For months, Brian Robb of Lawrence Park has been forced to make sacrifices.

"The higher gas prices, it's harder to get around," said Robb. "I have to make a tank of gas last two weeks."

As inflation reaches a 40-year high, Robb finds himself spending more time at home.

"It's pretty frustrating because I miss out on going on road trips and heading out and doing things," said Robb. "I wish I could drive, but I have to maintain my budget."

From the gas pump to the grocery store, just about everything costs more, impacting both consumers and businesses.

With diesel prices lingering around $5.95 a gallon, trucking companies like Barnhart Transportation are seeing a significant increase in costs.

"It's impacting every aspect of our business," said Barnhart Transportation CEO Tim Barnhart.

Barnhart says keeping his 190 trucks with 300-gallon tanks on the road costs a fortune.

"Everything that we purchase is going up and, in some cases, considerably," said Barnhart. "Our electric bills, our natural gas bills, the parts that we buy. The tires that we buy, all of the equipment that we are purchasing."

The ongoing supply chain issues are also adding to inflated costs.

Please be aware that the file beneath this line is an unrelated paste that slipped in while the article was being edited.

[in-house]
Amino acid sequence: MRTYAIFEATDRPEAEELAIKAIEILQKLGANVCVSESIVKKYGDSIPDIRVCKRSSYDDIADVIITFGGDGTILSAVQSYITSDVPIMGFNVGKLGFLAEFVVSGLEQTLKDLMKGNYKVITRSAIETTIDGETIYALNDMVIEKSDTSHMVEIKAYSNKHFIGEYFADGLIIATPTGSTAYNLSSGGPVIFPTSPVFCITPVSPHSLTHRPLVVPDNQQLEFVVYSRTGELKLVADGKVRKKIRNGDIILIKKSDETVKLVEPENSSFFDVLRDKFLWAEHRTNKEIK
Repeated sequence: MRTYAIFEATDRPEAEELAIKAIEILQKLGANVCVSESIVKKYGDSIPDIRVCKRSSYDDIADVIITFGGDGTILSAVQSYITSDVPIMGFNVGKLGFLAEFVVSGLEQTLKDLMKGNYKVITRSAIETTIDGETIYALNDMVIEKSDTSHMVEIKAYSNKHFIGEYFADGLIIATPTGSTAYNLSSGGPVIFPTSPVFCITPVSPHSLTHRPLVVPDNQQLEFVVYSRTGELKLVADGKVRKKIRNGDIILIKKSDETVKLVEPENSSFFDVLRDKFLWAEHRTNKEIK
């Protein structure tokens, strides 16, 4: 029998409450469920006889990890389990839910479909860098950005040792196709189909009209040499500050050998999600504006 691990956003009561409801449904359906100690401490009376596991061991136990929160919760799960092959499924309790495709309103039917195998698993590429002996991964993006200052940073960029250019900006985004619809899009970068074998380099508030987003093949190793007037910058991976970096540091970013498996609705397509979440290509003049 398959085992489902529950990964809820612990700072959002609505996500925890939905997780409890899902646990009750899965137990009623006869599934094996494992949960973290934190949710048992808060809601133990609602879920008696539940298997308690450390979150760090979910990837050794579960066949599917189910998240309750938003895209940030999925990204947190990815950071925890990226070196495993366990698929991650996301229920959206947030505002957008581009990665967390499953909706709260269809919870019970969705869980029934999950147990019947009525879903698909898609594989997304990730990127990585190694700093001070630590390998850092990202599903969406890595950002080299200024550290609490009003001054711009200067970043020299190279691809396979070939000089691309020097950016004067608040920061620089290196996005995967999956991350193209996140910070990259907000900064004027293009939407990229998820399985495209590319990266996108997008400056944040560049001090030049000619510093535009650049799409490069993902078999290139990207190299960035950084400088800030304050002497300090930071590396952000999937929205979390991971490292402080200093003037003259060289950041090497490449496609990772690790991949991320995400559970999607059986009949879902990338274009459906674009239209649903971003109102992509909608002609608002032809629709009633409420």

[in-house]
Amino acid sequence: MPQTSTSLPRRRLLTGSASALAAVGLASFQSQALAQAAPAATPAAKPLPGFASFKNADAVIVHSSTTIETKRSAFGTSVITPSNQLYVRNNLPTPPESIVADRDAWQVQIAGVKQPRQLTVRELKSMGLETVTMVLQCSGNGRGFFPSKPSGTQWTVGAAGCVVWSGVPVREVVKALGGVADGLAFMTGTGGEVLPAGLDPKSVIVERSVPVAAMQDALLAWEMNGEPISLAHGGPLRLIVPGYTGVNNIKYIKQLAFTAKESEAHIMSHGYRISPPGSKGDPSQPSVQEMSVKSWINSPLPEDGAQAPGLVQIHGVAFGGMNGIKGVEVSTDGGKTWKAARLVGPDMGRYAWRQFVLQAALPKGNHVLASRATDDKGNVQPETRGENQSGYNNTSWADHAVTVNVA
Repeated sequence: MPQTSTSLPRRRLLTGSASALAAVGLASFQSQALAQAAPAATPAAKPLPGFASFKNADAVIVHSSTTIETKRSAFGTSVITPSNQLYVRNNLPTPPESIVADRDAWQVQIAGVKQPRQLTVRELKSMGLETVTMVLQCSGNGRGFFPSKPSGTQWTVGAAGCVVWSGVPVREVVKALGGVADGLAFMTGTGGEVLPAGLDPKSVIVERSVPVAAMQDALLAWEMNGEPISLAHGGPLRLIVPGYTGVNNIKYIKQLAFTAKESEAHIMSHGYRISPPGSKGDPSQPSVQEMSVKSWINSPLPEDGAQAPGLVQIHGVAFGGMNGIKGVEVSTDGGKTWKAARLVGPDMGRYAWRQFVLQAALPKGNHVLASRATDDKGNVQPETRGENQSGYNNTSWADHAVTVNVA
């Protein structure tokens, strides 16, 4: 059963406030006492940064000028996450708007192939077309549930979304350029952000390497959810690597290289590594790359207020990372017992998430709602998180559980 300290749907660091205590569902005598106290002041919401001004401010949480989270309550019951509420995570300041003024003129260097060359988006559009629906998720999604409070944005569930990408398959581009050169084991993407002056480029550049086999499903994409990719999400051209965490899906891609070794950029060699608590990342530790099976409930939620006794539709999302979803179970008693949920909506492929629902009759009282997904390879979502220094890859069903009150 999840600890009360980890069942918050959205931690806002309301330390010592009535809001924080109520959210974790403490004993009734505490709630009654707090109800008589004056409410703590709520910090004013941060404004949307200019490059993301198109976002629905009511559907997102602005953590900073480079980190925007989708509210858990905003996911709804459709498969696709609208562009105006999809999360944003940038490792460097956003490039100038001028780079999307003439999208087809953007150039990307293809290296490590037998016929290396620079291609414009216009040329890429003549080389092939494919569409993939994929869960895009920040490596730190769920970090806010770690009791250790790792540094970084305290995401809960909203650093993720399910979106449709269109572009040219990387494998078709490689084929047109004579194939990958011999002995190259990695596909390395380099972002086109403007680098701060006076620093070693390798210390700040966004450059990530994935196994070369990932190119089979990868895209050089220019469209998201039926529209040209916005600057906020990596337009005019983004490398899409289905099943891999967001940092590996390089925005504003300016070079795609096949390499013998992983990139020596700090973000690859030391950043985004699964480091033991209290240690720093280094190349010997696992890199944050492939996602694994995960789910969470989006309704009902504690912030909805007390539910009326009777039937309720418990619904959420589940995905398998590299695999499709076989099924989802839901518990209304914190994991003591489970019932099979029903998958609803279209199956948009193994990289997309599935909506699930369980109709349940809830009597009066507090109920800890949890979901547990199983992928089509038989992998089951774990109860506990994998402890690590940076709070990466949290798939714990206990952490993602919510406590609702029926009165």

Logistics Plus manages supply chain transportation for manufacturers, retailers, and Fortune 500 companies around the world.

However, with gasoline prices up 59.9% compared to last year, it's become much more expensive.

"Fuel is such a big portion of each transportation cost," said Logistics Plus COO Yuriy Ostapyak. "Because of these increases, the importers and exporters have to pay more and ultimately that gets passed on to the consumer."

With food prices up 12.2% compared to last year, grocery stores are also forced to increase prices.

"Items that are going up, we have to move with the industry," said Erie County Farms General Manager Americo Rocco. "We cannot sit back. You have to move the price. If you're paying $2.00 for something, you can't keep it at $2.00. I mean, everybody has to live and make a living, with bills to pay."

The housing market is also impacted by inflation.

Mortgage rates have climbed two percentage points since the beginning of the year, reaching 5.65% in June.

The increase in rates is part of the Federal Reserve's effort to combat rising inflation.

However, the higher borrowing costs are pricing many first-time homebuyers out of the market.

"Some of the challenges first-time homebuyers have been that if you're in a competitive situation, sometimes some buyers are willing to purchase a home without inspections," said Coldwell Banker Select Realtors broker Matt Froehlich. "Some buyers have superior financial terms to first-time homebuyers, and that can be daunting."

As the surge in prices for housing, food, and energy continue, people like Robb are hoping for an end in sight.

"I hope eventually things go down," said Robb. "I have faith that things will get better overtime, and I always try to hope for the best."